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The John Henrys
[True North (2010)]
White Linen is the third album from Canadian alt-country/AAA rockers The John Henrys.
Comparisons to The Band are both inevitable and immediately apparent. The John Henrys play genre-spanning rock with a healthy dose of southern American twang, but they mostly leave the countryfried accents to their southern neighbors. Although they’re cleaner than some other northern alt-country acts like their New York contemporaries The Old 97s, there’s still a good rocking edge to the music and Rey Sabatin’s lead vocals—despite the seven months spent crafting the album, things don’t come off as overly polished.
The John Henrys also admit their heavy Tom Petty influence, which is a fortunate and refreshing bit of honesty when the record starts with a track like “Little One,” a song that could easily be a (forgive me) refugee from any mid-career Tom Petty record. The Guitars shimmer, the lead vocals are nasally but supported by choir-like male harmonies, and the chorus hits straight to the heart.
“Piece of Mind” is another standout track on the album and showcases two of the band’s most admirable characteristics: their impeccable play skill and their restraint. The guitar solo on this song is one of the most amazing moments on the record, though it lasts a mere 7 seconds. The vocals never soar here but have an amazing intensity nonetheless.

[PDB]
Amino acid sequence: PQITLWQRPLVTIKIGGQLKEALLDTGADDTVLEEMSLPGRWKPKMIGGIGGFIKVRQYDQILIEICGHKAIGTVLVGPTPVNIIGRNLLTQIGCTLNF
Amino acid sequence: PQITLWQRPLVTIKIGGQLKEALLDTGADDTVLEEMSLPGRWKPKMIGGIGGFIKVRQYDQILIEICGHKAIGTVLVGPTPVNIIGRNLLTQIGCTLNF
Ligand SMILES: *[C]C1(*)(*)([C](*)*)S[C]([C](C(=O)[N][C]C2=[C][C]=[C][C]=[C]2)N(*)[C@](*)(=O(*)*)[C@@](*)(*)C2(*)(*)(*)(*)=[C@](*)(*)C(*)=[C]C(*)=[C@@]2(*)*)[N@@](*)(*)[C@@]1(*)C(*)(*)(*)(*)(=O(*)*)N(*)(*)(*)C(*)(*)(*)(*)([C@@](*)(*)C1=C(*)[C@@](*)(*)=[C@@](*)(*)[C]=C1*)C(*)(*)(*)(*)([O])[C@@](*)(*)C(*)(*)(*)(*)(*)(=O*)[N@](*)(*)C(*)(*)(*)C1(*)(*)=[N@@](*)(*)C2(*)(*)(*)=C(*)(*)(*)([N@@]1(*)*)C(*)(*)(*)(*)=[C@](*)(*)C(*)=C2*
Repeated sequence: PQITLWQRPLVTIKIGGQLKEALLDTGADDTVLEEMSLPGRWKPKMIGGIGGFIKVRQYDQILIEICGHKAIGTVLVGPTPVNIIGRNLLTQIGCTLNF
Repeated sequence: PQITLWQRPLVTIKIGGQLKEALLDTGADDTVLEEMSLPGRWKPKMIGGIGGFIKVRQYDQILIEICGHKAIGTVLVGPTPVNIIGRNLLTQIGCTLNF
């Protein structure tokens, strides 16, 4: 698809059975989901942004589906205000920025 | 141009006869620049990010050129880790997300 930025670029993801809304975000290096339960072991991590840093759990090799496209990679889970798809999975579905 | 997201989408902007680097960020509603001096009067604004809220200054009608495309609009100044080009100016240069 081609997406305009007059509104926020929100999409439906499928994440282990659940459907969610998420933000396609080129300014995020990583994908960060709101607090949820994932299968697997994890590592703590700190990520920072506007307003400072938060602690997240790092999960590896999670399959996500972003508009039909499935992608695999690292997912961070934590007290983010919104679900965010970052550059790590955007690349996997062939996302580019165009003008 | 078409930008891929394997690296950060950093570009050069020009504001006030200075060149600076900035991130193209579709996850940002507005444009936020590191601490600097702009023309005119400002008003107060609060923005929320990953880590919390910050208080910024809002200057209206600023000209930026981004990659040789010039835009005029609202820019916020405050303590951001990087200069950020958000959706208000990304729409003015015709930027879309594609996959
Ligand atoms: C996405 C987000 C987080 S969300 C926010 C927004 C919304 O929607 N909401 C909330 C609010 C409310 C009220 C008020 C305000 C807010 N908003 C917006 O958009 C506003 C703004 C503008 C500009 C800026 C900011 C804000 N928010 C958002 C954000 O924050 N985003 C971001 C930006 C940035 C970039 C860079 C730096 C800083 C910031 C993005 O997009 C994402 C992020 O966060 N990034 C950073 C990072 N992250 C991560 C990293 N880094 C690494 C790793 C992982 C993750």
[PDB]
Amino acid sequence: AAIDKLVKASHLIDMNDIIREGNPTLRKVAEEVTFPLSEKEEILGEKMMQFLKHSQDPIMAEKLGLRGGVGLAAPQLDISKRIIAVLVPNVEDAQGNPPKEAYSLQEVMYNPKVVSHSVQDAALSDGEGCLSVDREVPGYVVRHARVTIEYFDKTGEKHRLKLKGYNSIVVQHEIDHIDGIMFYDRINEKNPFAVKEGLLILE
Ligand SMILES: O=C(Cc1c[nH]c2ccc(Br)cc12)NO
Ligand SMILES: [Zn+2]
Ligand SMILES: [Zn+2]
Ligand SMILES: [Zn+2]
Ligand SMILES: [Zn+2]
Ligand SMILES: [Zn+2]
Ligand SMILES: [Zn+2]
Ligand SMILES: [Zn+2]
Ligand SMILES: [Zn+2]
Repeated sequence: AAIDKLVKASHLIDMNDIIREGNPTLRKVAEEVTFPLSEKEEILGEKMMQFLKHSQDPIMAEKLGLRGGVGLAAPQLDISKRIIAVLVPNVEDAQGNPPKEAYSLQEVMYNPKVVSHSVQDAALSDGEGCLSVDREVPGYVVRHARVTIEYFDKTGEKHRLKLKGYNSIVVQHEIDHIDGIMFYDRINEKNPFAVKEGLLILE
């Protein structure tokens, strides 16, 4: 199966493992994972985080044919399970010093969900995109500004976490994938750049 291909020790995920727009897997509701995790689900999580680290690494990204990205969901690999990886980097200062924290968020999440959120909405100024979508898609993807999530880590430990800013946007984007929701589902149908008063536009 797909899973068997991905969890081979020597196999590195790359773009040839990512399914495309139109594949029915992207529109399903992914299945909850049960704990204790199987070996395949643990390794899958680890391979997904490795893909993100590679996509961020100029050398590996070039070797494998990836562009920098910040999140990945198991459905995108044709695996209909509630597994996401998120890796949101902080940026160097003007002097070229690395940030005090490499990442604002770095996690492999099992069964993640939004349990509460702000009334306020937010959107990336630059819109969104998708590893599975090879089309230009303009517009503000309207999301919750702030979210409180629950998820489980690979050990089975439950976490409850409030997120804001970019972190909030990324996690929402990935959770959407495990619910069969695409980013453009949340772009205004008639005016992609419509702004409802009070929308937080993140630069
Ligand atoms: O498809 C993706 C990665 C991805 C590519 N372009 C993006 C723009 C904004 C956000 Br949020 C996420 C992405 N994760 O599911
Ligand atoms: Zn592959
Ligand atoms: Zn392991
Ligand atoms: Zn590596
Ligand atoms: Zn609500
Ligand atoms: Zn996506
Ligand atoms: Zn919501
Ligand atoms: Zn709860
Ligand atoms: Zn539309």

The band claims to have taken a cue from vinyl production, splitting the 11-track album into two parts. The second half has a heavier country influence, but the flavor of the music is fairly uniform throughout. “Stars Align” might be on the second side, for instance, but sounds exactly like something They Might Be Giants could have written. They’re generally better when they stick to the pop/alt rock and classic country side of their sound instead of modern country—“Hit the Floor” and “Empty Pockets,” for instance, sound forced.
The title track—a prairie bank robbery story—straddles the two sides, and owes the biggest debt to The Band, right down to the Rick Danko-like vocals. The upright piano sounds like it was borrowed from Music From Big Pink. A mandolin finally pops up about halfway through the song, and Steve Tarone’s organ cradles the arrangement. It’s a well-crafted track that can easily slide into any radio playlist or iPod mix.
The arrangements and tunes here can be a bit obvious or predictable, but it’s better to just call them “straightforward,” because after all The John Henrys make no false claim of blazing new trails or creating particularly adventurous music. Fan of alt-country will not be disappointed, and this album could easily win a few converts to the genre from those who prefer more pop-rock oriented material. Overall, an excellent and enjoyable listen.
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